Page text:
Georgia gives OK to prison doctor despite sanctions in New York

When Dr. Yvon Nazaire moved from New York to Georgia, the medical board in his home state thought his practice should be closely supervised.

The New York State Board for Professional Medical Conduct found that Nazaire had been negligent in his treatment of five emergency room patients at a Brooklyn hospital, some of whom had been discharged despite conditions that demanded extensive observation.

If he wanted to continue practicing medicine in New York, he would have to do it with a board-appointed physician checking on him at least once a month for the next three years, the board said.

But that order didn’t follow him to Georgia, where he quickly secured a job as a physician in a setting that often isn’t conducive to rigorous oversight — a state prison.

Just more than a year after the New York board issued its order, Nazaire obtained a license to practice medicine in Georgia without restriction. Seven months after that, he was hired as the medical director at Pulaski State Prison in Hawkinsville, one of the state’s four facilities for women.

Nazaire’s path eight years ago to becoming Pulaski’s medical director, a position he still holds, points to a significant lapse on the part of the Georgia Composite Medical Board. Officials with the board have long said that doctors facing sanctions in other states won’t be licensed in Georgia without first resolving those matters. However, that didn’t happen with Nazaire.

When asked for an explanation, the board’s executive director, LaSharn Hughes, declined comment.

“I wish there was something I could say,” she said. “I’m aware of (Nazaire), but I don’t have a comment.”

Dr. Jean Sumner, the board’s medical director, said there are times when the board allows physicians under sanction in other states to practice without restriction in Georgia, although those cases are rare.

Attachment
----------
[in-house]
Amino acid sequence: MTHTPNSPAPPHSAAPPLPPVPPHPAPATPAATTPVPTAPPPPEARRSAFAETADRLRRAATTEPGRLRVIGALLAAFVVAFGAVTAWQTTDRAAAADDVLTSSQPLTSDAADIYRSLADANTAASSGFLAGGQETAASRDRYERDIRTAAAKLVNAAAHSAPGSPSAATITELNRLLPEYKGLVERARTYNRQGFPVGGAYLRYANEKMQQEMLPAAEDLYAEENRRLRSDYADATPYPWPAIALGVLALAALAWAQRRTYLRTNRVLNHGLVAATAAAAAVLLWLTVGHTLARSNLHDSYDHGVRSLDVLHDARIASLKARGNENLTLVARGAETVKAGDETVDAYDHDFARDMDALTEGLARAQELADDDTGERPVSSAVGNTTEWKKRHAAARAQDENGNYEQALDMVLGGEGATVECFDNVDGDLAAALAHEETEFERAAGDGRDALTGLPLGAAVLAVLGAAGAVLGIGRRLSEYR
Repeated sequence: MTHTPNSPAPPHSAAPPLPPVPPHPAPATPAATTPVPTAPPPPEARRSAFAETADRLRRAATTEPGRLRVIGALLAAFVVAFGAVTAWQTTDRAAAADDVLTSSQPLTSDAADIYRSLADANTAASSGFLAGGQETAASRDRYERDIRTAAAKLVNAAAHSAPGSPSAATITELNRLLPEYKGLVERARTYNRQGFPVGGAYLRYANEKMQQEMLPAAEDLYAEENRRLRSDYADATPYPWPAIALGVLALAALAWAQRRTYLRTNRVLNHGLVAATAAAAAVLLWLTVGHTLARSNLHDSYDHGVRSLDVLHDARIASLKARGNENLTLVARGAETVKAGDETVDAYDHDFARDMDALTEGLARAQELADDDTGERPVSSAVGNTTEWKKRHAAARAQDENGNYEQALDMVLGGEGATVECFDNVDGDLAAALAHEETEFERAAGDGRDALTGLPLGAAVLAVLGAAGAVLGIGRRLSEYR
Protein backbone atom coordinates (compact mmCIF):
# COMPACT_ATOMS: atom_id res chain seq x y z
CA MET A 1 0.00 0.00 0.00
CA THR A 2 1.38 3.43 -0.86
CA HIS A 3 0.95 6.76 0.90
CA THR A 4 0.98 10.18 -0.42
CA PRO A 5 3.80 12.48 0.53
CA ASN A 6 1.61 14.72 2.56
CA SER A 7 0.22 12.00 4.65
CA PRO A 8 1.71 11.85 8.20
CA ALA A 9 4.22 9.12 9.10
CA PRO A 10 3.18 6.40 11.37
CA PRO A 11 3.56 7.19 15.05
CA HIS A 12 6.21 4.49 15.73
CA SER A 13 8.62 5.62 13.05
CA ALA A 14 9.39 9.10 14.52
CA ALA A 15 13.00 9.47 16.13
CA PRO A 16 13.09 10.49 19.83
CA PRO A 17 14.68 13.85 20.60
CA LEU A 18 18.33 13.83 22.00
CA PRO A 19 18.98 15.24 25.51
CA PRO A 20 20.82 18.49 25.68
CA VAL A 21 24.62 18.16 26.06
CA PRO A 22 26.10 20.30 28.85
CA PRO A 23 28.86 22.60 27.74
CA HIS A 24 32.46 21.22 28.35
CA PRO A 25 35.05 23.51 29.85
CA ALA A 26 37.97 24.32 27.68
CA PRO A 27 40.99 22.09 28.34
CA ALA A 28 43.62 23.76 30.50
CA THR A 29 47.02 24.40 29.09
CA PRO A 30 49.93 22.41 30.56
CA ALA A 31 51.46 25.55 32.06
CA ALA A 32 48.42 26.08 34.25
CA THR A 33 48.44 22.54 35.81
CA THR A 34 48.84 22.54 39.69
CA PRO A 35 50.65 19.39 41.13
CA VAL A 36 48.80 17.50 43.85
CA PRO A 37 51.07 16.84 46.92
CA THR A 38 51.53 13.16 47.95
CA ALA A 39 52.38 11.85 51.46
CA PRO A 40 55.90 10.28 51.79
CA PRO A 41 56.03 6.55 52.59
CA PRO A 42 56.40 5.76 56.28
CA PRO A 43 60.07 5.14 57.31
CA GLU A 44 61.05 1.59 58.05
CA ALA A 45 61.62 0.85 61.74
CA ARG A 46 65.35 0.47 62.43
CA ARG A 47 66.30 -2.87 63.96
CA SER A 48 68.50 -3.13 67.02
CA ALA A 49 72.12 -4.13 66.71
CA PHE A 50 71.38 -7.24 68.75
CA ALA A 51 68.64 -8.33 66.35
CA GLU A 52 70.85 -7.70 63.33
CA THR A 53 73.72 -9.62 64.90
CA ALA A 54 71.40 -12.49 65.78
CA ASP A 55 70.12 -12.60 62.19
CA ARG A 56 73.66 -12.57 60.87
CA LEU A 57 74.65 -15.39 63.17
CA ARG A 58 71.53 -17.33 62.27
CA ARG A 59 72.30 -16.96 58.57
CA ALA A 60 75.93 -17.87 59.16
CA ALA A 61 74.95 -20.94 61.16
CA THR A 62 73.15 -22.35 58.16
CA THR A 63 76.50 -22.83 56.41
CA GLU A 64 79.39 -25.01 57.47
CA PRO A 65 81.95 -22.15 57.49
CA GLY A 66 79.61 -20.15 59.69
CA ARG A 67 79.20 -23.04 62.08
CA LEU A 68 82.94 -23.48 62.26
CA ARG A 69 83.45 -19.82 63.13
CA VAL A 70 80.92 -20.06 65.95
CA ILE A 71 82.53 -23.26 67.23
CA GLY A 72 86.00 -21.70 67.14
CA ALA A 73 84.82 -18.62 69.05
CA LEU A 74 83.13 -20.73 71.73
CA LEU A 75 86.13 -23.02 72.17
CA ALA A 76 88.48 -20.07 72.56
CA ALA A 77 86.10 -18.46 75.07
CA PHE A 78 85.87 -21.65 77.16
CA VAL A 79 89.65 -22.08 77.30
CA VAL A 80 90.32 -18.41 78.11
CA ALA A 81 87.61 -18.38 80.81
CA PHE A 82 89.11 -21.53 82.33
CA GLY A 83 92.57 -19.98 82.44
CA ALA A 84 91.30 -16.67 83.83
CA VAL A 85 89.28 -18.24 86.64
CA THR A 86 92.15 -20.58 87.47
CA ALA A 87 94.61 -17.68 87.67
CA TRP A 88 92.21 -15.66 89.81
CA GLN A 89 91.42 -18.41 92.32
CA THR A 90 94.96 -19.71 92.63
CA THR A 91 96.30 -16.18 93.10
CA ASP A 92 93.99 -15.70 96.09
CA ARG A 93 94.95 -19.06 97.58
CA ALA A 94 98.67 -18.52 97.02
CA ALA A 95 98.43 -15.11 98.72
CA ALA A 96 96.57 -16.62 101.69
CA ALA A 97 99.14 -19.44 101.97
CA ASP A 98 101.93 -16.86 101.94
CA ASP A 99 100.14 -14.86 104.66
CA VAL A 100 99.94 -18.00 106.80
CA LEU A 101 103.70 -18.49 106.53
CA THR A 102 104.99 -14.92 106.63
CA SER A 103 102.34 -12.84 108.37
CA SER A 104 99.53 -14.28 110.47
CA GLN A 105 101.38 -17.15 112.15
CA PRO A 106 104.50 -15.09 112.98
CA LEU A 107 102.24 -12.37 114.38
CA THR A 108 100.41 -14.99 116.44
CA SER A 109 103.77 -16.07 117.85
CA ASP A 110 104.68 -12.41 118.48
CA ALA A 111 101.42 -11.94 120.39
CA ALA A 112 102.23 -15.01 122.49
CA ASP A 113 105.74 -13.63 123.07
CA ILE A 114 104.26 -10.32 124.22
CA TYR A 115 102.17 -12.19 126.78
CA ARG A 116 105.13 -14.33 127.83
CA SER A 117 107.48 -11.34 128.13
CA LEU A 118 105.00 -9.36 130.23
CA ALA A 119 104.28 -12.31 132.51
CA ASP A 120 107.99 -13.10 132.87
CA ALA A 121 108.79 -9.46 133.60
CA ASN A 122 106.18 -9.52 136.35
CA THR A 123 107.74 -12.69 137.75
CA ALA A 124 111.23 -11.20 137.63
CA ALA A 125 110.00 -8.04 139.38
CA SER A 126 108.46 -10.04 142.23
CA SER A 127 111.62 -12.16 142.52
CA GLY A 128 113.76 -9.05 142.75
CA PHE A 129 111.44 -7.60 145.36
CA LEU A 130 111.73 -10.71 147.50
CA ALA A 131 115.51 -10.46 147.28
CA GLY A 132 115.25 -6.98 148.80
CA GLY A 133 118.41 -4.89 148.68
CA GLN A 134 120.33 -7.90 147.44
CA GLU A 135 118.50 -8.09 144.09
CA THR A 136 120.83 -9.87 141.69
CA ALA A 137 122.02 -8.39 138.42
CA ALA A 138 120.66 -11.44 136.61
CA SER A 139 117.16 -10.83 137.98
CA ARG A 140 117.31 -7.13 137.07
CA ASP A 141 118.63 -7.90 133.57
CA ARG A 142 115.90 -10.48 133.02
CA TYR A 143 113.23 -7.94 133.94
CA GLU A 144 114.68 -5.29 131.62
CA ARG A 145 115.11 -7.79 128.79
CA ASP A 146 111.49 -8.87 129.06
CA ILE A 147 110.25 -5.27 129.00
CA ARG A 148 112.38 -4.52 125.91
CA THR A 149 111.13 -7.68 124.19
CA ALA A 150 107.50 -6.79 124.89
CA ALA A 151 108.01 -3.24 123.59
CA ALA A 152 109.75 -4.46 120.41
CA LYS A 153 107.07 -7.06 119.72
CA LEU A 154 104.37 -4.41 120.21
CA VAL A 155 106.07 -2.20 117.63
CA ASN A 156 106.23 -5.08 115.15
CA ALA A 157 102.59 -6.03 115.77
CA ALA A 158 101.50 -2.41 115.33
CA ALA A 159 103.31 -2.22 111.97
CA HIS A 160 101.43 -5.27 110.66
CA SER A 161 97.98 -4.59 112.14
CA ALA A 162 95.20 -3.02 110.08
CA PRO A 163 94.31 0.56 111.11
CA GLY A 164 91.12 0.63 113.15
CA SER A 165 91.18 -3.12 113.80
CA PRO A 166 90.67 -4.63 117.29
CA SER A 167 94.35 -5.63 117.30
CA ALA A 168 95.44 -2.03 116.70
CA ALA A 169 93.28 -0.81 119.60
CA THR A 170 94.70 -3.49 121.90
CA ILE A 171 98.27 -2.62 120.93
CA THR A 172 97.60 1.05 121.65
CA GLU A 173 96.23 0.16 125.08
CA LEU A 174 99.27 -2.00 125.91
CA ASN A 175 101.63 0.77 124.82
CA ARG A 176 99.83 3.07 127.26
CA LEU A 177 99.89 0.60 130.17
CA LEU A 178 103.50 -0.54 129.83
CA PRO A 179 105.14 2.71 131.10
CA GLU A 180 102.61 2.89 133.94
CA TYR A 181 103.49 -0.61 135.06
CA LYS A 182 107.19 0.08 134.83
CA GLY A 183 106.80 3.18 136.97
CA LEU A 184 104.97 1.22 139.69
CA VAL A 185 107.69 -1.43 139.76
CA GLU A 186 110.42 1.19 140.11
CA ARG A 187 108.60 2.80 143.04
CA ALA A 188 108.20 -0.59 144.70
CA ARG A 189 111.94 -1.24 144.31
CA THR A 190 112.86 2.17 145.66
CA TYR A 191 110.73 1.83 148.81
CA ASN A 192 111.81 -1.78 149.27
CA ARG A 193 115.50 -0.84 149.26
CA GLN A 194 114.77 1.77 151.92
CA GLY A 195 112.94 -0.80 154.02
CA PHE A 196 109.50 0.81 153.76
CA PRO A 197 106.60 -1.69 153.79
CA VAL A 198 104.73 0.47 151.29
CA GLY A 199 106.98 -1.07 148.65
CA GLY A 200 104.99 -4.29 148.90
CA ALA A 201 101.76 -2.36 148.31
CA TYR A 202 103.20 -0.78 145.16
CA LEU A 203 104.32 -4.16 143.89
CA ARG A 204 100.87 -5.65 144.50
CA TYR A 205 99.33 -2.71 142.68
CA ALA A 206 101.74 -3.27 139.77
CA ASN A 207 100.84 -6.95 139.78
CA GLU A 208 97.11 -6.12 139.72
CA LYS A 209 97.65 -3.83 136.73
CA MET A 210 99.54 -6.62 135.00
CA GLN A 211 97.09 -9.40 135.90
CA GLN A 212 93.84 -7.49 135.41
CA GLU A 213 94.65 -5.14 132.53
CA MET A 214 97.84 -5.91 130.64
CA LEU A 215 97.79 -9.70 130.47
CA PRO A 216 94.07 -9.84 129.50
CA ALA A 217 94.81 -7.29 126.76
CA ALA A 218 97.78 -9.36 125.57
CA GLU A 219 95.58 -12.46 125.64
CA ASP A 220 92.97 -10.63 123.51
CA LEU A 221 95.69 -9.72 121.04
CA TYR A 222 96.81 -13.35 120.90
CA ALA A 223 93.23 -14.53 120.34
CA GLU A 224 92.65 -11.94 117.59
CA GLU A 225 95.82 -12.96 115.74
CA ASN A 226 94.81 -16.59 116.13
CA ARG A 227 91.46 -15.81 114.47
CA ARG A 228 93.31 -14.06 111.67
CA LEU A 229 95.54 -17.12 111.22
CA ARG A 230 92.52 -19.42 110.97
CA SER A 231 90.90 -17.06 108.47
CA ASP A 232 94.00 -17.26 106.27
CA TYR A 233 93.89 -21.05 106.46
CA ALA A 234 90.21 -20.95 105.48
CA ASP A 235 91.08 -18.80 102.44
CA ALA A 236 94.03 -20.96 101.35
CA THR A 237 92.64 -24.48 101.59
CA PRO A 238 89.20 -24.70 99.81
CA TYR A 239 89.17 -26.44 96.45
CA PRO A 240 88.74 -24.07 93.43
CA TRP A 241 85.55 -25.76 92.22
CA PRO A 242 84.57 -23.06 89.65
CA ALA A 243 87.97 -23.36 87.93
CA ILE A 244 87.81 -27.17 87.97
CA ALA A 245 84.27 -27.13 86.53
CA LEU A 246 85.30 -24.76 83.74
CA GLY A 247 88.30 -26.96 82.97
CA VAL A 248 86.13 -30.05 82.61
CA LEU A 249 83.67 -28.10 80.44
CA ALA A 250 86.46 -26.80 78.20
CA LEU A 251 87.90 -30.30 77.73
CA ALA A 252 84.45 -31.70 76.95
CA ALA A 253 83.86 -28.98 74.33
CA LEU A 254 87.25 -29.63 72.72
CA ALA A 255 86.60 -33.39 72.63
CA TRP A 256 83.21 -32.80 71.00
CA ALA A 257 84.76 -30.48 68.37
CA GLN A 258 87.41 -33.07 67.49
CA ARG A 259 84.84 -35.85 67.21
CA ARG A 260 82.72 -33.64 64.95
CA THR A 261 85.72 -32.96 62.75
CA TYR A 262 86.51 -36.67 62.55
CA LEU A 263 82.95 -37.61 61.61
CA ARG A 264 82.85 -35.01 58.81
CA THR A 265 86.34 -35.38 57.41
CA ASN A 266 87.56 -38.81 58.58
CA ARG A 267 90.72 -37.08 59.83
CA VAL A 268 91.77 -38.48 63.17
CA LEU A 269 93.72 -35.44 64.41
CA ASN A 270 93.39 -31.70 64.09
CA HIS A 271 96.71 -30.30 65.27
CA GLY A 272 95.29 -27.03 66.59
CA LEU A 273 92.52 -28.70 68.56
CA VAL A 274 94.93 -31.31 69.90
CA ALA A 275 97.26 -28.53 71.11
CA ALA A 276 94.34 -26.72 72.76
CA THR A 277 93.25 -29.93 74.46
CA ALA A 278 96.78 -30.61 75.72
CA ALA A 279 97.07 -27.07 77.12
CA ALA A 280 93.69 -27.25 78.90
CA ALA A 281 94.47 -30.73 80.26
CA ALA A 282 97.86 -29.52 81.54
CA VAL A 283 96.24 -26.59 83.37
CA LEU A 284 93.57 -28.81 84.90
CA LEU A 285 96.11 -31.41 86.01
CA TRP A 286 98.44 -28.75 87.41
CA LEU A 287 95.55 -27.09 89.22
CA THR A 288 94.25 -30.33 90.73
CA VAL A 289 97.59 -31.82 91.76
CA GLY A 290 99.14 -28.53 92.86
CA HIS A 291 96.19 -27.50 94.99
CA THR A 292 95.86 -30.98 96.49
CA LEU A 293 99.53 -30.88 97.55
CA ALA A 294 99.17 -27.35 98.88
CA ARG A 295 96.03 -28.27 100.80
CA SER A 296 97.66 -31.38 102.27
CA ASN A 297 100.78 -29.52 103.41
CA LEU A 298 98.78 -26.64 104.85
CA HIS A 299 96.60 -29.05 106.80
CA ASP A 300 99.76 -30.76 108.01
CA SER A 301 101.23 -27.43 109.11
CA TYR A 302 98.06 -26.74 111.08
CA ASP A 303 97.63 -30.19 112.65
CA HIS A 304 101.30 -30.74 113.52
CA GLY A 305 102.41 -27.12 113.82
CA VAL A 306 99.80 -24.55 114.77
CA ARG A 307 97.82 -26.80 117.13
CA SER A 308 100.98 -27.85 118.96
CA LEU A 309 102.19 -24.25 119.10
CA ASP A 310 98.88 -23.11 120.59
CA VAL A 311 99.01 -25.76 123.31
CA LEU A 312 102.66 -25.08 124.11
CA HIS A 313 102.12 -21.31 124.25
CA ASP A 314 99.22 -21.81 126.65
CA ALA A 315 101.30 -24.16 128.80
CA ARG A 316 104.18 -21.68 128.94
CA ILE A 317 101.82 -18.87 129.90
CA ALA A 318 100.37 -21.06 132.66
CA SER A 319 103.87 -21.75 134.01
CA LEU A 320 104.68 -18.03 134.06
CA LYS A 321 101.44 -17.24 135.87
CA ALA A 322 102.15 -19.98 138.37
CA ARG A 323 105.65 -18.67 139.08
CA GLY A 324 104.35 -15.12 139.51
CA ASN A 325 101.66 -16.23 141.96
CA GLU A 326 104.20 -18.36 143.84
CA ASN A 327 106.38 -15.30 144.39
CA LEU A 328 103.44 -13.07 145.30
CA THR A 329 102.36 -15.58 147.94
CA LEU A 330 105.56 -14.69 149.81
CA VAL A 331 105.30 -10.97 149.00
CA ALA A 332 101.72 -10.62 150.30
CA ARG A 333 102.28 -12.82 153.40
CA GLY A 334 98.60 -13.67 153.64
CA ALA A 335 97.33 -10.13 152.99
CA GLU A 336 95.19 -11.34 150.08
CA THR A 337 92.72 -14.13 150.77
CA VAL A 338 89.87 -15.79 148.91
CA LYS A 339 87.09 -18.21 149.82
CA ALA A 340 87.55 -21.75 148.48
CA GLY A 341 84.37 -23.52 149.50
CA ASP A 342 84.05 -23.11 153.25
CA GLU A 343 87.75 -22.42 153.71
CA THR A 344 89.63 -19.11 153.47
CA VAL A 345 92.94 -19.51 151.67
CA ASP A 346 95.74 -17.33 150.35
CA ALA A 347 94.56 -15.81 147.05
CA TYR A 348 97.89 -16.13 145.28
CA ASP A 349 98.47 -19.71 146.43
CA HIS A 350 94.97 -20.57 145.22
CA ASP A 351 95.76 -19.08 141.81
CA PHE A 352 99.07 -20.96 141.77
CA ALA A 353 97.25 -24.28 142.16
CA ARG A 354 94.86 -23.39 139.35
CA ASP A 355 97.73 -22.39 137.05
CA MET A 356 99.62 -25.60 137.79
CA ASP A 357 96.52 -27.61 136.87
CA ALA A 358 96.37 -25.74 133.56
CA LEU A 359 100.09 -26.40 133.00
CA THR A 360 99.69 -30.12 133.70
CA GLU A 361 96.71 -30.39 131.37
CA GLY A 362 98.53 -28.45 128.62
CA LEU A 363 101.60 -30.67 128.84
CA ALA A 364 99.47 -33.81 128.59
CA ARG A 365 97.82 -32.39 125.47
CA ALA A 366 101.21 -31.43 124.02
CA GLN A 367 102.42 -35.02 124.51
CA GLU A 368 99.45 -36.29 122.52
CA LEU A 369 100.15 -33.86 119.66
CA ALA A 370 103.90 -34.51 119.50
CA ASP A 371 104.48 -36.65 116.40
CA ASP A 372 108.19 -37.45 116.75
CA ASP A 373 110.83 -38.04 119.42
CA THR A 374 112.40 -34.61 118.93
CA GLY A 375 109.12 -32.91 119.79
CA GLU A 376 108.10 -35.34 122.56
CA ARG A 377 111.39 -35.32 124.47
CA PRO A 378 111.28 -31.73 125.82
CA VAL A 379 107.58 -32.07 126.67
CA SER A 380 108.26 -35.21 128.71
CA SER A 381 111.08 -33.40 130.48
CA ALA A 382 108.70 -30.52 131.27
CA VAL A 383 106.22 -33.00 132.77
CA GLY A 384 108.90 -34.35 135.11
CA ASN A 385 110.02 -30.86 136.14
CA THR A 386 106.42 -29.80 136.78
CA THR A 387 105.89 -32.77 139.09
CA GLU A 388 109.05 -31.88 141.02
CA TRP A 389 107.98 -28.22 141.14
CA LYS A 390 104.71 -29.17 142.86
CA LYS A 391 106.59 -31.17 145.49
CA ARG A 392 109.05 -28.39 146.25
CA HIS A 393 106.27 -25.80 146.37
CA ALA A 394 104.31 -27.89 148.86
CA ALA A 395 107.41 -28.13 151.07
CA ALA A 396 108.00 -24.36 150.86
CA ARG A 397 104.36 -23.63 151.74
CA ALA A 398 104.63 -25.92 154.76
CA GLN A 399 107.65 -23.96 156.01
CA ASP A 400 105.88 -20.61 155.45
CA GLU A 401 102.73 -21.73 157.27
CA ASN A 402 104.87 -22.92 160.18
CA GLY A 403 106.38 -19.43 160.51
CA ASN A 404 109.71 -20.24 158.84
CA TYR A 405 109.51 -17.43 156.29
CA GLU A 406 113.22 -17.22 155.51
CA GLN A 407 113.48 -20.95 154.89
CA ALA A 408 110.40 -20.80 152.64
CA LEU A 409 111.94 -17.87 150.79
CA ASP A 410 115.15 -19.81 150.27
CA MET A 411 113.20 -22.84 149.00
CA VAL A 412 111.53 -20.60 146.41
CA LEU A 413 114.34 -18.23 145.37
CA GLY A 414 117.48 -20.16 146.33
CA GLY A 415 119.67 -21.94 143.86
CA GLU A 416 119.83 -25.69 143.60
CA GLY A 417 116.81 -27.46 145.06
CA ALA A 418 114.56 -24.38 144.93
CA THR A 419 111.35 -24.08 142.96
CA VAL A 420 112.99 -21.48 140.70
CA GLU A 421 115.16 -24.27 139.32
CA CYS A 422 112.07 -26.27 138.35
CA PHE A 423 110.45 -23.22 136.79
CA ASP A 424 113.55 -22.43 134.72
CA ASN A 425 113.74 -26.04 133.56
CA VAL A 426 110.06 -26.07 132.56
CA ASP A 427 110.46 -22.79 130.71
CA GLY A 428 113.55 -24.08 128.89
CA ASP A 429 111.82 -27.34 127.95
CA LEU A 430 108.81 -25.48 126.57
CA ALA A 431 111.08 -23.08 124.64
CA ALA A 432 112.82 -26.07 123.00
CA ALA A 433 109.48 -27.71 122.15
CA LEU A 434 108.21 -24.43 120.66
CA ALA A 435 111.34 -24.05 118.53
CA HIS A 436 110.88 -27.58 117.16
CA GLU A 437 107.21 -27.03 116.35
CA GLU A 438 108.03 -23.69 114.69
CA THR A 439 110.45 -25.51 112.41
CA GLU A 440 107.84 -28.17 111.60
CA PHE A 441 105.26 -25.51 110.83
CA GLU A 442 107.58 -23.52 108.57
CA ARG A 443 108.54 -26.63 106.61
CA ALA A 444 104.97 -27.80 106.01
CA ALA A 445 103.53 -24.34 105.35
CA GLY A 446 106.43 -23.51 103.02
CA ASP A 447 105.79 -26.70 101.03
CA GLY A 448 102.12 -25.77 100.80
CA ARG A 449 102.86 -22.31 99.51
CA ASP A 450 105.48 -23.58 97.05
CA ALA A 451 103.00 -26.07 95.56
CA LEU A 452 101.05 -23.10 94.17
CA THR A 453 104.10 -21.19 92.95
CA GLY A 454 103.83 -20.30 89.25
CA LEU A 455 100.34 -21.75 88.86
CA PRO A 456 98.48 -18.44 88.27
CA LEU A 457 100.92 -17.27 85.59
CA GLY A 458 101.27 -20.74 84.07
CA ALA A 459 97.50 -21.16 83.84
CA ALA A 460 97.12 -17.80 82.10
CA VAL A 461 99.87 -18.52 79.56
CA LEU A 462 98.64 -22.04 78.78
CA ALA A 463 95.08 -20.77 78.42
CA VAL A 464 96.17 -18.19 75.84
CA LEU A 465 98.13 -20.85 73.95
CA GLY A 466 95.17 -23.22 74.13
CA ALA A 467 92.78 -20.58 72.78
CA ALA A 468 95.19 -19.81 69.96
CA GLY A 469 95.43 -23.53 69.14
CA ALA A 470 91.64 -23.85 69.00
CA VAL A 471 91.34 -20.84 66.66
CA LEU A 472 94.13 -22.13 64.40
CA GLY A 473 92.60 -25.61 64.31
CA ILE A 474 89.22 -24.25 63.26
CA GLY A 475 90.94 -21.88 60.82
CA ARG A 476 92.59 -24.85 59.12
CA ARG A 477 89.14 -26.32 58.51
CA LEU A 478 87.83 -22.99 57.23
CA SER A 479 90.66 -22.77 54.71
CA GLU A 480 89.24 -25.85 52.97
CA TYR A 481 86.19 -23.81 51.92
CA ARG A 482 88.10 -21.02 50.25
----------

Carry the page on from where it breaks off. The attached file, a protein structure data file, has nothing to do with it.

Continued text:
“(The board) looks at every case independently,” she said. “But most of the time we do not take somebody who has an issue in another state until they clear up that issue first.”

Nazaire’s employment at Pulaski also raises questions about how Georgia Correctional Health Care, the division of Georgia Regents University that hires and supervises most prison doctors, scrutinizes job candidates.

Nazaire said he disclosed the New York order to the Georgia board when he applied for his license. He also disclosed it to Georgia Correctional Health Care when he was hired, he said.

“Of course, it’s something that is public,” he said.

Nazaire’s public profile on the Georgia board’s website does in fact list his New York probation.

But when the Atlanta Journal-Constitution asked Dr. Billy Nichols, Georgia Correctional Health Care’s medical director, about Nazaire’s disciplinary history last month, he said he was unaware of it.

Nichols, who assumed his position in October 2012, said he doesn’t know how Nazaire was vetted when he was hired, but he acknowledged that the current procedure involves checking only candidates' Georgia licenses.

Efforts by the AJC to contact the physician who was the medical director at the time Nazaire was hired were unsuccessful.

Among the patients Nazaire inappropriately discharged were a man who complained of chest pain and a pregnant woman with abdominal pain and vaginal bleeding, the New York board said.

A spokesman for the New York State Department of Health said Nazaire left the state in 2005 without completing the terms of his probation. Should the doctor return, he would again be required to comply, the spokesman said.

Nazaire, 58, told the AJC he was wrongfully accused. The only reason he didn’t contest the allegations, he said, was his attorney said it would require significant legal fees.

He acknowledged that the man he discharged with chest pains died 24 hours later, but he said the patient's vital signs were normal. “There was no clinical suspicion,” he said.

Nazaire, who was born and educated in Haiti, has been praised in his performance reviews at Pulaski, including one, prepared less than a year after he began the job, specifically noting that he requires little oversight.

“Dr. Nazaire doesn’t require close supervision as he is assisted by his nurse and … performs duties in the infirmary that would by other MDs be sent out to the hospital, thus keeping Pulaski below budget,” the review said.